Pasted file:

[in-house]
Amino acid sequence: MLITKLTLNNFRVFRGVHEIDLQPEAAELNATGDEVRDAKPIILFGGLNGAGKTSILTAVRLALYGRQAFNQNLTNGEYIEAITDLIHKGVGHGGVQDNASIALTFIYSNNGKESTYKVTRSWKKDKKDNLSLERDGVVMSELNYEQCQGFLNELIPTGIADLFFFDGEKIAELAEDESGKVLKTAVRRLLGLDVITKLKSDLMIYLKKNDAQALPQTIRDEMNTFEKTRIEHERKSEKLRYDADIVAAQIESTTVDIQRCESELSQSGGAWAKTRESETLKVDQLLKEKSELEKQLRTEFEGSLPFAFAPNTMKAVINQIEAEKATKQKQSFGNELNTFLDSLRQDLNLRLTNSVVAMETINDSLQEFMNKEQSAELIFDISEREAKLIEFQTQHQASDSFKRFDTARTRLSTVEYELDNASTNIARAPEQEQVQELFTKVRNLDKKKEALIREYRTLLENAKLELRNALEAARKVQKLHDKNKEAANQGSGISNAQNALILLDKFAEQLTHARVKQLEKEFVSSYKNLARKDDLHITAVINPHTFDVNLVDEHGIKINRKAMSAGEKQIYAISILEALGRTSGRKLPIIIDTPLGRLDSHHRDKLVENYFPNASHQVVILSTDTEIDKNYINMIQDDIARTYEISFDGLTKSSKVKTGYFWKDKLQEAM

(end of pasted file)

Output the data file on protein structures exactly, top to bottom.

[in-house]
Amino acid sequence: MLITKLTLNNFRVFRGVHEIDLQPEAAELNATGDEVRDAKPIILFGGLNGAGKTSILTAVRLALYGRQAFNQNLTNGEYIEAITDLIHKGVGHGGVQDNASIALTFIYSNNGKESTYKVTRSWKKDKKDNLSLERDGVVMSELNYEQCQGFLNELIPTGIADLFFFDGEKIAELAEDESGKVLKTAVRRLLGLDVITKLKSDLMIYLKKNDAQALPQTIRDEMNTFEKTRIEHERKSEKLRYDADIVAAQIESTTVDIQRCESELSQSGGAWAKTRESETLKVDQLLKEKSELEKQLRTEFEGSLPFAFAPNTMKAVINQIEAEKATKQKQSFGNELNTFLDSLRQDLNLRLTNSVVAMETINDSLQEFMNKEQSAELIFDISEREAKLIEFQTQHQASDSFKRFDTARTRLSTVEYELDNASTNIARAPEQEQVQELFTKVRNLDKKKEALIREYRTLLENAKLELRNALEAARKVQKLHDKNKEAANQGSGISNAQNALILLDKFAEQLTHARVKQLEKEFVSSYKNLARKDDLHITAVINPHTFDVNLVDEHGIKINRKAMSAGEKQIYAISILEALGRTSGRKLPIIIDTPLGRLDSHHRDKLVENYFPNASHQVVILSTDTEIDKNYINMIQDDIARTYEISFDGLTKSSKVKTGYFWKDKLQEAM